Muay Thai at the FamilyMart? On Motorcycle Taxi Guys and Muay Thai

I was shooting my Vlog this evening on my run and was surprised by this kind of amazing sight at 4:27 of this video, when I happened upon a...

I was shooting my Vlog this evening on my run and was surprised by this kind of amazing sight at 4:27 of this video, when I happened upon a couple drivers kicking Muay Thai pads in front of the FamilyMart, right in the middle of a street scene.

A group of motorcycle taxi drivers are always gathered outside of the FamilyMart, basically waiting to pick up fares.  You’ll see motorcycle taxis all over the place in Bangkok and here in Pattaya (there don’t seem to be any in Chiang Mai, as far as I ever saw in the 2 years I lived there) and they tend to haunt the same corners and in front of stores in little groups, like maybe it’s systematized in some way.  They’re a “type” to be sure, just as taxi drivers in New York or any big city share a common theme between them, and for the most part they’re really nice.  I get a lot of support from them when I pass by in my Muay Thai shorts.  Usually they want to ask me where I train, if I fight – if they’ve already asked me those questions before they’ll ask me if I won – why I can speak Thai, etc.  They’re also just slightly seedy or unsavory to some degree, they can give you a good stare, which is maybe a matter of class and identity – one that fits into the Muay Thai world. But one of my favorite things is seeing a “Bar Girl” (that’s a lady of the night, if we can just keep going on polite phrases here) on the back of a motorcycle taxi, usually sitting side-saddle in a short dress with impossibly high heels dangling off the side and blonded hair whipping in the wind.  They go together, the Bar Girl and the Motorcycle Taxi Driver, like a Pattaya brother and sister in a way. You see this pair everywhere.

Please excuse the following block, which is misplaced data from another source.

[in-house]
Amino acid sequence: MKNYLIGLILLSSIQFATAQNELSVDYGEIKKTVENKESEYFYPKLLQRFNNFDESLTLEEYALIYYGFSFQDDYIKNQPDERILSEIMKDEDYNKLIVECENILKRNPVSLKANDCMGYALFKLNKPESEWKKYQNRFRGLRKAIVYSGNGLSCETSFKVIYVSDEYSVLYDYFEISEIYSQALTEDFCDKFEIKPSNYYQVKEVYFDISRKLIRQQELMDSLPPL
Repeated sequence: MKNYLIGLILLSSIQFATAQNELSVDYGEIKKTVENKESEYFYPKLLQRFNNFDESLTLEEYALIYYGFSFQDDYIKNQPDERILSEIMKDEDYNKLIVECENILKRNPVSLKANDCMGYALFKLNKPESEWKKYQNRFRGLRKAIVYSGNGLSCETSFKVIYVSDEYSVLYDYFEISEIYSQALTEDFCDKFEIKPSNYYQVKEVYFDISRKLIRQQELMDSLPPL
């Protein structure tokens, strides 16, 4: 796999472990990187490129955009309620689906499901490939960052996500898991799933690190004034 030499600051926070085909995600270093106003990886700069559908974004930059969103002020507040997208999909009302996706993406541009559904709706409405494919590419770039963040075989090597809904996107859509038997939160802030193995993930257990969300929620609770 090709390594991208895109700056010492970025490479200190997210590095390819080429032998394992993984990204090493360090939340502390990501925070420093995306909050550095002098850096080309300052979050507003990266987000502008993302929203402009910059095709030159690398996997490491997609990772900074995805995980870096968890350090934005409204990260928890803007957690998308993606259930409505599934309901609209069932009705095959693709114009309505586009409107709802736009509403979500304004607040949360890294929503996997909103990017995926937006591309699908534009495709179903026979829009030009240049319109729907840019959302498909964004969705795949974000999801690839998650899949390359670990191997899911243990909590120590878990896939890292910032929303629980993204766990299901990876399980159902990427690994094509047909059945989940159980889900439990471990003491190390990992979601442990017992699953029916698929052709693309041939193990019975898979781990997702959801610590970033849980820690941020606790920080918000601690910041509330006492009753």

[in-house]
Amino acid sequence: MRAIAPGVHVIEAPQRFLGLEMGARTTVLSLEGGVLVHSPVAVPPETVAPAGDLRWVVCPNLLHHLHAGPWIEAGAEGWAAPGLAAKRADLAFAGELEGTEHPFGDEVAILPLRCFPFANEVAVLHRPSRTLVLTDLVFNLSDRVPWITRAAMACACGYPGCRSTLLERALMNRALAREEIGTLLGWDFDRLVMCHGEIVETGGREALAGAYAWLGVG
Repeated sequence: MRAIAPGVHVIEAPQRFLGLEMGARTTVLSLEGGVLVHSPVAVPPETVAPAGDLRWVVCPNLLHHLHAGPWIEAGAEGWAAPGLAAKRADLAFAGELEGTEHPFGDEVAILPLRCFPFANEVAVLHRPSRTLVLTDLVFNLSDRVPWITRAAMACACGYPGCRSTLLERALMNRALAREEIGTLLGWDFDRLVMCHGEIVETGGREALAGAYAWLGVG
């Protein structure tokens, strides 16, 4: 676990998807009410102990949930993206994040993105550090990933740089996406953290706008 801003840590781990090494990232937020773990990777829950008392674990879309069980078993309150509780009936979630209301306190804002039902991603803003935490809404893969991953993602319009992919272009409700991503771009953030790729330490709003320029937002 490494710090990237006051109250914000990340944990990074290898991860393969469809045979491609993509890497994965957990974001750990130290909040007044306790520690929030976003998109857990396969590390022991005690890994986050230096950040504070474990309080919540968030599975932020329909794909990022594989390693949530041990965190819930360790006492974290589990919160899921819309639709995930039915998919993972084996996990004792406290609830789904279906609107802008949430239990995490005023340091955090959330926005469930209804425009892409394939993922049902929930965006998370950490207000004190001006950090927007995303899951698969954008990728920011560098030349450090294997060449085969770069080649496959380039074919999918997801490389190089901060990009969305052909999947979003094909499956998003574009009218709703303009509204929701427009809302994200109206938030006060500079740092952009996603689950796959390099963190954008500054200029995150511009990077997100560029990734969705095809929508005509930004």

I walk, run, and drive by these guys several times per day and see them sprawled out on their bikes, on seats, chatting it up with the ladies who work in the FamilyMart, etc.  But I’ve never seen them doing Muay Thai before, nothing close.  This is a new development and one that, if I see it again, I might engage with in a small way.  It’s pretty awesome.  The kids who were the “night security” but really just parking attendants at my apartment building in Chiang Mai would practice Muay Boran moves from movies (picture Tony Jaa stuff) at midnight in the parking garage to pass time.  It’s totally the western martial arts fantasy that everyone in the country knows, practices, or does Muay Thai… and it’s something that actually kind of happens sometimes.

Living in a Hong Kong film.

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A 100 lb. (46 kg) female Muay Thai fighter. Originally I trained under Kumron Vaitayanon (Master K) and Kaensak sor. Ploenjit in New Jersey. I then moved to Thailand to train and fight full time in April of 2012, devoting myself to fighting 100 Thai fights, as well as blogging full time. Having surpassed 100, and then 200, becoming the westerner with the most fights in Thailand, in history, my new goal is to fight an impossible 471 times, the historical record for the greatest number of documented professional fights (see western boxer Len Wickwar, circa 1940), and along the way to continue documenting the Muay Thai of Thailand in the Muay Thai Library project: see


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